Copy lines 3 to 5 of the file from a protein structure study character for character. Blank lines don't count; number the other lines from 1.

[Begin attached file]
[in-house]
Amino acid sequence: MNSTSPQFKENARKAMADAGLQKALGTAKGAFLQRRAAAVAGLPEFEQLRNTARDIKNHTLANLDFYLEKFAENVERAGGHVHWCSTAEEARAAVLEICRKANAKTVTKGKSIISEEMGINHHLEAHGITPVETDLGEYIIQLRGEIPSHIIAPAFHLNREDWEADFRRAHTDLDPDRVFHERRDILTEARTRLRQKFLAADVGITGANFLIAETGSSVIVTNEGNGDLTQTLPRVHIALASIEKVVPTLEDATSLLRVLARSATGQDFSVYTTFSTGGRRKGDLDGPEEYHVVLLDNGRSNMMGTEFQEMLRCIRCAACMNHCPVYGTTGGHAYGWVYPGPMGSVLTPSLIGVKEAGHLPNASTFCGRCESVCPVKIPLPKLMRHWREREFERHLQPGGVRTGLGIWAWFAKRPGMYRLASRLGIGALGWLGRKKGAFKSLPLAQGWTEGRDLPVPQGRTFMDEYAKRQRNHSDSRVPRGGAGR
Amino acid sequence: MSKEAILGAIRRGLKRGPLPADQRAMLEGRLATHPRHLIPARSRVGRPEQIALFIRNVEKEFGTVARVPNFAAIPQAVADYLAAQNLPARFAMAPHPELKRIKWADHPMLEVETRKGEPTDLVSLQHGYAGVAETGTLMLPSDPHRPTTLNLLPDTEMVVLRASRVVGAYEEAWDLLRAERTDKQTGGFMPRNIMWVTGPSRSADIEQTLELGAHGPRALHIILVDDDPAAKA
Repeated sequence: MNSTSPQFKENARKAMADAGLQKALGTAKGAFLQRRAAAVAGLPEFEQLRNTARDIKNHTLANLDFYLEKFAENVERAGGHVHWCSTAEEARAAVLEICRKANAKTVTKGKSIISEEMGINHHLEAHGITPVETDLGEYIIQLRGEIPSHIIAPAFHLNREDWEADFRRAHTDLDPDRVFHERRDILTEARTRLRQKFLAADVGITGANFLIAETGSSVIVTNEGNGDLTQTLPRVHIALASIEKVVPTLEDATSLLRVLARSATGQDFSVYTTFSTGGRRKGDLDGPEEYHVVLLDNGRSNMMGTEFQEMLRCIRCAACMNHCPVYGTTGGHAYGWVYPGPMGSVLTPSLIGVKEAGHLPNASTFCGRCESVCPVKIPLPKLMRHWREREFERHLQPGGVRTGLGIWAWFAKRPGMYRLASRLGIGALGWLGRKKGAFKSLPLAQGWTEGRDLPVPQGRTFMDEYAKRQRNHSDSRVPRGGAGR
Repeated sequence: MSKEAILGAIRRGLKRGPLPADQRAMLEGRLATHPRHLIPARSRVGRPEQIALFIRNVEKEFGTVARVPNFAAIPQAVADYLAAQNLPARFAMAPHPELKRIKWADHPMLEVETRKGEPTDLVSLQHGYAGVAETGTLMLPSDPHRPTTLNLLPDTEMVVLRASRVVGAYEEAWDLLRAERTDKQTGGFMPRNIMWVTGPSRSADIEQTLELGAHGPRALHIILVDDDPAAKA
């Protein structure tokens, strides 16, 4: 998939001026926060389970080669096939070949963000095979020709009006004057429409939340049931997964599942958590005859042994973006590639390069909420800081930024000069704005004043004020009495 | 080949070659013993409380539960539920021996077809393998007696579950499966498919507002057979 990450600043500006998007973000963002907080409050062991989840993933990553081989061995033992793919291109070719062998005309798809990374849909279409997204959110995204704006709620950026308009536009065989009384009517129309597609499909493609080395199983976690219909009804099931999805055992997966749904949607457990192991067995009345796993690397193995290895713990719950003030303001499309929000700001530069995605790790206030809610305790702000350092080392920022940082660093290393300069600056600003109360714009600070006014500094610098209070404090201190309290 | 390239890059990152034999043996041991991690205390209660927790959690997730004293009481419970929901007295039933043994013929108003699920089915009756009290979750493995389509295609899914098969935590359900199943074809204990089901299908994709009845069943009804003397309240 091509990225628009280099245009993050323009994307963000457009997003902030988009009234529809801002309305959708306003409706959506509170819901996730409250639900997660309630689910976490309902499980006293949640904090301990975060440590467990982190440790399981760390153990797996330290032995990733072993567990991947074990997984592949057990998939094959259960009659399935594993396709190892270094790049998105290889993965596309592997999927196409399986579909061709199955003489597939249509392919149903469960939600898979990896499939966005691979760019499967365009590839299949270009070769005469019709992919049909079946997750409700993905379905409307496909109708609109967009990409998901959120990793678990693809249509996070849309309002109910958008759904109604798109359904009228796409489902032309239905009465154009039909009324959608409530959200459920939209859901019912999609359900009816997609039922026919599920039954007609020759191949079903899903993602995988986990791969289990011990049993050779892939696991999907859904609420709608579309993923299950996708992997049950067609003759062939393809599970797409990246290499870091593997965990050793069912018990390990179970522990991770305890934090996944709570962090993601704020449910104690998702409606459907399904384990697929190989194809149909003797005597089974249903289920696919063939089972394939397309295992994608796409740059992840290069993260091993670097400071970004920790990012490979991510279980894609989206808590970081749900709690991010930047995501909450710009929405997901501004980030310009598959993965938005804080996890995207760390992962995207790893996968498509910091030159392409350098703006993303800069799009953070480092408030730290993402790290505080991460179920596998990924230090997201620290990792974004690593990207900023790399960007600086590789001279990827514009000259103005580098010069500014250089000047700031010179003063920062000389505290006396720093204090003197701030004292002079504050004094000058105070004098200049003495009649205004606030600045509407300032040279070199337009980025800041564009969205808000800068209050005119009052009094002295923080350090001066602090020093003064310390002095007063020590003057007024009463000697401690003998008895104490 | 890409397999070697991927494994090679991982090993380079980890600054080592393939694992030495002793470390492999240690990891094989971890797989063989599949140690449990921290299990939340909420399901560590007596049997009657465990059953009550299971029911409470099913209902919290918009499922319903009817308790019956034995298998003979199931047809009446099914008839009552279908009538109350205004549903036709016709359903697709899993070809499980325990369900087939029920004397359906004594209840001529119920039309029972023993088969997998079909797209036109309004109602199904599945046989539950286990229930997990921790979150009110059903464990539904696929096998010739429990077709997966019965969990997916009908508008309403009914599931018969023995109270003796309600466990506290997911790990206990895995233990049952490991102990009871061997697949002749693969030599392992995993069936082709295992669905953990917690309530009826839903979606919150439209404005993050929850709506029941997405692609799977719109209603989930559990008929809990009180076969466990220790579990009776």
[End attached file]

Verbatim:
Amino acid sequence: MSKEAILGAIRRGLKRGPLPADQRAMLEGRLATHPRHLIPARSRVGRPEQIALFIRNVEKEFGTVARVPNFAAIPQAVADYLAAQNLPARFAMAPHPELKRIKWADHPMLEVETRKGEPTDLVSLQHGYAGVAETGTLMLPSDPHRPTTLNLLPDTEMVVLRASRVVGAYEEAWDLLRAERTDKQTGGFMPRNIMWVTGPSRSADIEQTLELGAHGPRALHIILVDDDPAAKA
Repeated sequence: MNSTSPQFKENARKAMADAGLQKALGTAKGAFLQRRAAAVAGLPEFEQLRNTARDIKNHTLANLDFYLEKFAENVERAGGHVHWCSTAEEARAAVLEICRKANAKTVTKGKSIISEEMGINHHLEAHGITPVETDLGEYIIQLRGEIPSHIIAPAFHLNREDWEADFRRAHTDLDPDRVFHERRDILTEARTRLRQKFLAADVGITGANFLIAETGSSVIVTNEGNGDLTQTLPRVHIALASIEKVVPTLEDATSLLRVLARSATGQDFSVYTTFSTGGRRKGDLDGPEEYHVVLLDNGRSNMMGTEFQEMLRCIRCAACMNHCPVYGTTGGHAYGWVYPGPMGSVLTPSLIGVKEAGHLPNASTFCGRCESVCPVKIPLPKLMRHWREREFERHLQPGGVRTGLGIWAWFAKRPGMYRLASRLGIGALGWLGRKKGAFKSLPLAQGWTEGRDLPVPQGRTFMDEYAKRQRNHSDSRVPRGGAGR
Repeated sequence: MSKEAILGAIRRGLKRGPLPADQRAMLEGRLATHPRHLIPARSRVGRPEQIALFIRNVEKEFGTVARVPNFAAIPQAVADYLAAQNLPARFAMAPHPELKRIKWADHPMLEVETRKGEPTDLVSLQHGYAGVAETGTLMLPSDPHRPTTLNLLPDTEMVVLRASRVVGAYEEAWDLLRAERTDKQTGGFMPRNIMWVTGPSRSADIEQTLELGAHGPRALHIILVDDDPAAKA